Fr. Richard Wagner in Rayne, two hours west of New Orleans, is trying to do just that. The Josephite Father says the evacuees who have come to his parish are not concerned with the possessions that they lost in the floodwaters, reported NPR. Their concern is for the well being of families and friends, whom they have not yet been able to find since the storm.
Rural Louisianans have opened their homes, churches, centers and stadiums to host these needy strangers from the city, offering them food, money and clothing, Fr. Wagner reported. Louisianans are learning about each other, the priest said, pointing to the positive side of things.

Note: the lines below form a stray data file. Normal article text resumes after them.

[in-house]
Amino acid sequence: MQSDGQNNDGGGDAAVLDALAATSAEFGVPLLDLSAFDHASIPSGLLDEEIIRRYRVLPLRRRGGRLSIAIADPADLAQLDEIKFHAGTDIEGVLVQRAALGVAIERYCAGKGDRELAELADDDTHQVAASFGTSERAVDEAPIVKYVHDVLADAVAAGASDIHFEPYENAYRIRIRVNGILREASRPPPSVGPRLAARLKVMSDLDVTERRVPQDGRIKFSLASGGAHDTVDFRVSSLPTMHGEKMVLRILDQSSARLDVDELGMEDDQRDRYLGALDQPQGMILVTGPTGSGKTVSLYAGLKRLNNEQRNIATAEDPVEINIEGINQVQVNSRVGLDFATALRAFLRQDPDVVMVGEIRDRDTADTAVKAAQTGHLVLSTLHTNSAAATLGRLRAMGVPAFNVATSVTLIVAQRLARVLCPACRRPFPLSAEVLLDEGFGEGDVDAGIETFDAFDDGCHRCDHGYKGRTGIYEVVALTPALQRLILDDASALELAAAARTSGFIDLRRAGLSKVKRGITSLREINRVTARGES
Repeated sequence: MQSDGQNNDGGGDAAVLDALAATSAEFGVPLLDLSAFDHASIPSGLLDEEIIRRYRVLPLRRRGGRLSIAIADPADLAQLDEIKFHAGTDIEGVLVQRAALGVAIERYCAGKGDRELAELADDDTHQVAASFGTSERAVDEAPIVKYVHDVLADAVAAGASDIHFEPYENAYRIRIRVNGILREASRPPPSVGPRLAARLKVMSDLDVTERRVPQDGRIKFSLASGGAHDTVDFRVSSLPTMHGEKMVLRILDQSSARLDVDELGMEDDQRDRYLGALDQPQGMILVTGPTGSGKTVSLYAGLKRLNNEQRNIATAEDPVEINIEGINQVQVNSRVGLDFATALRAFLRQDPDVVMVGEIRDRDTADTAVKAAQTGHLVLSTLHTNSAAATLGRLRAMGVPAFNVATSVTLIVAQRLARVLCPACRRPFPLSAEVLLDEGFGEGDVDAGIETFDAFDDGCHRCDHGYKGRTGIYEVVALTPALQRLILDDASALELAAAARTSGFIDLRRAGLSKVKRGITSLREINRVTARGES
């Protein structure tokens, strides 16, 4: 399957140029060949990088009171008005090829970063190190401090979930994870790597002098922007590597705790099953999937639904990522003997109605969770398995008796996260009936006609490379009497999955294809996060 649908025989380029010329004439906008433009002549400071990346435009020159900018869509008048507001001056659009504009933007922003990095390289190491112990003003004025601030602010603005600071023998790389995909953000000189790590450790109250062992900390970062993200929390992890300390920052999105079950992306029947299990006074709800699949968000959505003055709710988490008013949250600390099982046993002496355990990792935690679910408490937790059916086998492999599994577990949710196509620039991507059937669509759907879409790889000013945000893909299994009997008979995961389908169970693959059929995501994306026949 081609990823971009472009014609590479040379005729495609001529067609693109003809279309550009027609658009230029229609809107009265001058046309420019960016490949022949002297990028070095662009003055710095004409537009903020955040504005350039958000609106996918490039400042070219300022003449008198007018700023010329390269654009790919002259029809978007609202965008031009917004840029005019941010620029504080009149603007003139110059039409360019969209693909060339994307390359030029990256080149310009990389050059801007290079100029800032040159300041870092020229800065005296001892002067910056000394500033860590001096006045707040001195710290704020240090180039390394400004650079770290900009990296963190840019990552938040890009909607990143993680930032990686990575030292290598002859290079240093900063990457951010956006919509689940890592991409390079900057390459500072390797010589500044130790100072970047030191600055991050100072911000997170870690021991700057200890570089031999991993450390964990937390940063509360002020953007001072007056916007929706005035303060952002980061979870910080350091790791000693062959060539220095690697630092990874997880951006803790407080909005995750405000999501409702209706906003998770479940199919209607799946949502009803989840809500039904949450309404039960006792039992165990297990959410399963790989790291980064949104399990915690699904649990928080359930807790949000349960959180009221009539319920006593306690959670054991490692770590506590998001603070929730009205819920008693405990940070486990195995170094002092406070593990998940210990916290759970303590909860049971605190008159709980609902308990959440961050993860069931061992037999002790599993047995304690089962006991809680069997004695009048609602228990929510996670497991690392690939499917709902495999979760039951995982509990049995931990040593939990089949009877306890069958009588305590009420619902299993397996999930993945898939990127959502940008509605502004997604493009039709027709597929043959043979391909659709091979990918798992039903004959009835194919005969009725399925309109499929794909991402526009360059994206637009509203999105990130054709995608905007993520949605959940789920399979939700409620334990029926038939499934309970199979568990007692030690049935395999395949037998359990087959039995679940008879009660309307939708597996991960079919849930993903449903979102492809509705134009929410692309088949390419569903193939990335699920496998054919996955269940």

In addition, rural Louisiana many change somewhat as many evacuees are considering remaining where circumstances have now planted them, wondering why they would ever return to New Orleans, said Fr. Wagner.
Rose McNeely, who is now being sheltered at the Astrodome in Houston with another 16,000 refugees, has made that very decision. She told Reuters that she has interpreted the floods and her subsequent move from New Orleans as a sign from God that she should not return to her native city.
Others have embraced the personal graces that have flowed since the disaster. Joseph Brant told Reuters the ordeal was a test that ended up dispelling his lifelong distrust of white people and setting his life on a new course.
.- Amid the ruin and devastation left by Hurricane Katrina, faith still abounds and faith communities work to offer comfort and hope.